During this time his mother died, and Hawthorne announced his wish to leave Salem, which he called “that abominable city,” saying that he now had no reason to remain. In May 1850, the Hawthornes moved to Lenox, Massachusetts, where second daughter Rose was born May 20, 1851, about a month after the publication of The House of Seven Gables. Sophia went into labor before the midwife could arrive, and Rose was delivered with the help of Sophia’s father.
In March 1852 Nathaniel and Sophia Hawthorne purchased The Wayside, a historic house in Concord, Massachusetts, from Bronson Alcott, father of Louisa May Alcott. This is the only house the Hawthornes ever owned. Hawthorne was not known for socializing with his neighbors, and he often used the hilltop in his backyard as a means of escaping social interactions.
In March 1853 Hawthorne was appointed American Consul in Liverpool, England by by his friend and former Bowdoin classmate, President Franklin Pierce. On June 14, 1853, friend and poet Henry Wadsworth Longfellow held a farewell dinner party at his Cambridge home. While the Hawthornes were abroad they leased The Wayside to family members.
Few of Sophia’s letters from her courtship and early marriage survive. In June 1853, Nathaniel had alluded to the destruction of his letters in his journal: “I burned great heaps of old letters and other papers, a little while ago, preparatory to going to England. Among them were hundreds of Sophia’s maiden letters.”
In July the family moved to Liverpool, and Hawthorne assumed his position as Consul on August 1, 1853. In October of 1855, in an attempt to improve her health, Sophia took Rose and Una to Portugal for nine months; Julian remained with his father. In October 1857, when Franklin Pierce failed to receive the presidential nomination, Hawthorne’s position as American Consul in Liverpool ended.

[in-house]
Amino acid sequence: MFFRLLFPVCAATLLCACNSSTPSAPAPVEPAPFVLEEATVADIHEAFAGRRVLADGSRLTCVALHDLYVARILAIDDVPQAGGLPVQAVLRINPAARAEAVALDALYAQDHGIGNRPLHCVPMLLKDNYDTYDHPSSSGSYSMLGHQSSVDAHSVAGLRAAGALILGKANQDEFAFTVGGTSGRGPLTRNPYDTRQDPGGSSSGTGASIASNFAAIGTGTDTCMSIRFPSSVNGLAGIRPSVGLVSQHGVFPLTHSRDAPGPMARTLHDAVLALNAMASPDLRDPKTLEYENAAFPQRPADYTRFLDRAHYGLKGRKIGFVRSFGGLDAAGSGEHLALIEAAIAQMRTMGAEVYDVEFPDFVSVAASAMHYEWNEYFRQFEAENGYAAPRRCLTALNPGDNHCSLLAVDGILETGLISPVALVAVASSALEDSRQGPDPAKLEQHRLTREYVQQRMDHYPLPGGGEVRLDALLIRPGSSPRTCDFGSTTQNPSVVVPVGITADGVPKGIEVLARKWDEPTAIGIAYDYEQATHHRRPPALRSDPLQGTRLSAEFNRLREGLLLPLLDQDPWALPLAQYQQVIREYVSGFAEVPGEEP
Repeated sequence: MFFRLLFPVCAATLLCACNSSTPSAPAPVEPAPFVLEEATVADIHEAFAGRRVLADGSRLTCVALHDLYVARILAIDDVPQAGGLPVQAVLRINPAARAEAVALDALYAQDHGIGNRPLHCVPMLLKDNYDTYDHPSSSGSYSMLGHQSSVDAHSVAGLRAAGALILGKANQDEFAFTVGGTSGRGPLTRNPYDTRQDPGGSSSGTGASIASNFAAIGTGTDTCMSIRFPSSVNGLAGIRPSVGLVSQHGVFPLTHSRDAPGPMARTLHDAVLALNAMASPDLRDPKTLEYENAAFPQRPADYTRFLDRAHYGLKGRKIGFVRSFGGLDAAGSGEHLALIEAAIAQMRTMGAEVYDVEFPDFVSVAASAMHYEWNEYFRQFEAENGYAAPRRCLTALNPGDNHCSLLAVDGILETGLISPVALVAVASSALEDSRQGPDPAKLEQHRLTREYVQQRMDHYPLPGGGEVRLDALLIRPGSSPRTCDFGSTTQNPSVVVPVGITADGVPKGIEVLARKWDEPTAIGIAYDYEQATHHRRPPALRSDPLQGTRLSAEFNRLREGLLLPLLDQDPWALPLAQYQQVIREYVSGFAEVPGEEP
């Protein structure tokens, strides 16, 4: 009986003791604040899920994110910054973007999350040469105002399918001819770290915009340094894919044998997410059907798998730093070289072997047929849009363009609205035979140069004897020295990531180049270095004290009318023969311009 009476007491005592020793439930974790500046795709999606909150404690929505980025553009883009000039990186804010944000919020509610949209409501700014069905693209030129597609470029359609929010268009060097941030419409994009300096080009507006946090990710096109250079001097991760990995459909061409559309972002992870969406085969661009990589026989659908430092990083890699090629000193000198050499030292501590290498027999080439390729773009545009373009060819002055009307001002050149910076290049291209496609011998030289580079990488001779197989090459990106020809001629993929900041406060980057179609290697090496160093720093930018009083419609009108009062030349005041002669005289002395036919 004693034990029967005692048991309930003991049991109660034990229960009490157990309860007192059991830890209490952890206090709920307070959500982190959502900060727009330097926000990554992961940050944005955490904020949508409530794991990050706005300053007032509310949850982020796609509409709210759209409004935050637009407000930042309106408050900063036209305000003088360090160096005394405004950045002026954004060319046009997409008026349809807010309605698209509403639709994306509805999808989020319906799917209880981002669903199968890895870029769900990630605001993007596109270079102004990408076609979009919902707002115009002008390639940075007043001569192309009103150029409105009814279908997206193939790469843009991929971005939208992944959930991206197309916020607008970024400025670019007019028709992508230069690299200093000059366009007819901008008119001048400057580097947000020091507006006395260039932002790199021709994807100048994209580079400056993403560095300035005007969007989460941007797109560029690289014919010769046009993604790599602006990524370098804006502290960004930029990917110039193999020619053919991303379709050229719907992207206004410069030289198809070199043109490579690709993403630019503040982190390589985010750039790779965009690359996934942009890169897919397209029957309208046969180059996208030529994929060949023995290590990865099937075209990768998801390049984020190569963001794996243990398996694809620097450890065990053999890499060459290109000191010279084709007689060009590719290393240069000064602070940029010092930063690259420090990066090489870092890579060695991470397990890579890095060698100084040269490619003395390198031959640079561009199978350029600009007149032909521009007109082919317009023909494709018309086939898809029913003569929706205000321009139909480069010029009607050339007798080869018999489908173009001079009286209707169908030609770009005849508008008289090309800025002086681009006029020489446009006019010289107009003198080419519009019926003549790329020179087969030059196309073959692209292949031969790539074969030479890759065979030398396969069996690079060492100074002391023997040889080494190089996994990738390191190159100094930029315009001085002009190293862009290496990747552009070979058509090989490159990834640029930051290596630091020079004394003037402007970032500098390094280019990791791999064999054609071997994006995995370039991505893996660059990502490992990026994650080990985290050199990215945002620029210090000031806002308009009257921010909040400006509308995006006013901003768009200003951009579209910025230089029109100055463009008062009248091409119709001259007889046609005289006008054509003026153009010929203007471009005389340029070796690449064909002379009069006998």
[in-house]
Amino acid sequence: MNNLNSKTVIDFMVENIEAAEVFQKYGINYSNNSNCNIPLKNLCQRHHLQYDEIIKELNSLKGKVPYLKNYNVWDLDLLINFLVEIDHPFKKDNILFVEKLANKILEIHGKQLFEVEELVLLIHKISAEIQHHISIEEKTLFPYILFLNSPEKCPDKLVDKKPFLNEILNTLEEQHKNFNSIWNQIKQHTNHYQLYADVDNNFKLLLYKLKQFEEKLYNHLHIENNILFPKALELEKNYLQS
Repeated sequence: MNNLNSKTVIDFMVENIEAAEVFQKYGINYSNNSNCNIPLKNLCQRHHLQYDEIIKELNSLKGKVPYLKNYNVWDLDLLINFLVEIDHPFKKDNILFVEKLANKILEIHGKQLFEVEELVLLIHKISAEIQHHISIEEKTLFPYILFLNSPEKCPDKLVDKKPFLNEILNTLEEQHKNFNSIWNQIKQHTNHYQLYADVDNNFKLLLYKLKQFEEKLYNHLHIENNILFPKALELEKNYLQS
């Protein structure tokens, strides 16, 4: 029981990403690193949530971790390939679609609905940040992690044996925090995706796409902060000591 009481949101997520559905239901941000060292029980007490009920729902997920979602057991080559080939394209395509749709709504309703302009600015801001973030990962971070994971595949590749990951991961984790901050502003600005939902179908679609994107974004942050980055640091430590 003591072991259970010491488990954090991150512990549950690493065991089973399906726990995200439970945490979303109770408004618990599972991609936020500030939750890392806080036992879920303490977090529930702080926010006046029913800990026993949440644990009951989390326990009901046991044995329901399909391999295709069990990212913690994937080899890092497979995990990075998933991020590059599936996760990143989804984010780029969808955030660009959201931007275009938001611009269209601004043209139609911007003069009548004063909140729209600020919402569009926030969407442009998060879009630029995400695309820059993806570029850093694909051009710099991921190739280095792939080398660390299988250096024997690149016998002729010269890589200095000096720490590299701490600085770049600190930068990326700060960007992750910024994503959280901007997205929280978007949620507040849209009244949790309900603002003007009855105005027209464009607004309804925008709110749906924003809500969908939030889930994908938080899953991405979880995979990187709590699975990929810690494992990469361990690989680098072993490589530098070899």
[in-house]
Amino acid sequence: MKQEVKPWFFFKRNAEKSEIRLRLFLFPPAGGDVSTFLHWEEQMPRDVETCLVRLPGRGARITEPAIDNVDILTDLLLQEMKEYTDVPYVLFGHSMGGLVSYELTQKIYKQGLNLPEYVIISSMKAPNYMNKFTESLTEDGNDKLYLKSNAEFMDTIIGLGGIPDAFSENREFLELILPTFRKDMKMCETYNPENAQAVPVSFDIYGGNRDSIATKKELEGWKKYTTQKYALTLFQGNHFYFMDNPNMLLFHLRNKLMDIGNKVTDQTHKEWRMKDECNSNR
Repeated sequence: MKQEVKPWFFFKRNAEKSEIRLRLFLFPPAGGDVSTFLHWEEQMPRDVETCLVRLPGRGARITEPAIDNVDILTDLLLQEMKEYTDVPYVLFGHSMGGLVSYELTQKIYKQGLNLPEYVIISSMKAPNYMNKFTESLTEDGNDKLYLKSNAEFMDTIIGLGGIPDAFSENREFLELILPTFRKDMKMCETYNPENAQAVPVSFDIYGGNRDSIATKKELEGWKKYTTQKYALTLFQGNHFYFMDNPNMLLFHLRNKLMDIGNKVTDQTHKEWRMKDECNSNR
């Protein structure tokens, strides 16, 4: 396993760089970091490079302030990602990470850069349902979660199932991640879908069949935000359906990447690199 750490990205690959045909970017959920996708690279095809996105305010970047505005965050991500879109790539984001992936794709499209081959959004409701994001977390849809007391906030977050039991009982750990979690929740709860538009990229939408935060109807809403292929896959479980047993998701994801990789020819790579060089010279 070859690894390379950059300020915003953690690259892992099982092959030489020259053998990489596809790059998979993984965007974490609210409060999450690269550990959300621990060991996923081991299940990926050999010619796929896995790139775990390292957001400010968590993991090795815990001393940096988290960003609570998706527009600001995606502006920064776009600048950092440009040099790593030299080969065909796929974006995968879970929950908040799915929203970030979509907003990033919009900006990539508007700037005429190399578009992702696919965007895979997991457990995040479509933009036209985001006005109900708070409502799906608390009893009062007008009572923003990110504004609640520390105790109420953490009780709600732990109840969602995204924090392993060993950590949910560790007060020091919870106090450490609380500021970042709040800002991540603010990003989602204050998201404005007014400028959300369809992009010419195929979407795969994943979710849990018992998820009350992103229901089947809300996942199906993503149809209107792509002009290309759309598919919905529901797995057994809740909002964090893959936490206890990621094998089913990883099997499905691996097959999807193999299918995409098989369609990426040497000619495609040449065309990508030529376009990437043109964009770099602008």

Early the following year, the Hawthornes traveled to France and to Italy, where they lived both in Rome and in Florence. In 1858 Una became ill with malaria, and she was very sick for several months. Una’s illness took a toll on her parents, too. Sophia spent long hours caring for her daughter and offering comfort to her distraught husband. Una eventually recovered, but never completely regained her health.
Sophia also suffered a bout of ill health again, brought on by the stress of her daughter’s illness, and in May 1859 the family spent some time in England at a resort in hopes of finding relief. Hawthorne had recorded his experiences in Italy in his notebooks, and he wrote his last completed novel, The Marble Faun, which was published in America the following year.
Image: Nathaniel Hawthorne by Charles Osgood, 1841
In February 1860, the Hawthornes returned to America, and moved back to The Wayside. Nathaniel considered moving to Boston, noting “I am really at a loss to imagine how we are to squeeze ourselves into that little old cottage of mine.” The income from his consulship did not bring as much money as Hawthorne had predicted and reception to The Marble Faun was not positive.
Hoping to expand The Wayside, he wrote of his financial woes “with a wing of a house to build, and my girls to educate, and Julian to send to Cambridge [to study at Harvard].” Nevertheless, they made several changes to the home, most notably the three-story tower on the back of the house. The top room became Nathaniel’s study – he named it his “sky parlor.”
Una continued to have bouts of bad health, her malaria returning, and lived on and off with her aunt, Mary Peabody Mann. Julian left to attend Harvard College, away from home for the first time, visiting sometimes on weekends. Nathaniel struggled unsuccessfully with several novels.
During these years, Nathaniel spurned invitations from James Russell Lowell to write for the Atlantic Monthly. When the journal was purchased by publisher James Thomas Fields, he invited both Nathaniel and Sophia to write. He agreed; she declined. Sophia wrote:
You forget that Mr. Hawthorne is the Belleslettres portion of my being, and besides that I have a repugnance to female authoresses in general. I have far more distaste for myself as a female authoress in particular.
At the outset of the Civil War, Hawthorne’s spirits and health were fading. In March 1862, urged by his friend Horatio Bridge, Hawthorne took a trip to Washington, DC, where he visited several sites related to the War and the Army, especially in Virginia. He and U.S. Representative Charles Russell Train called on President Abraham Lincoln.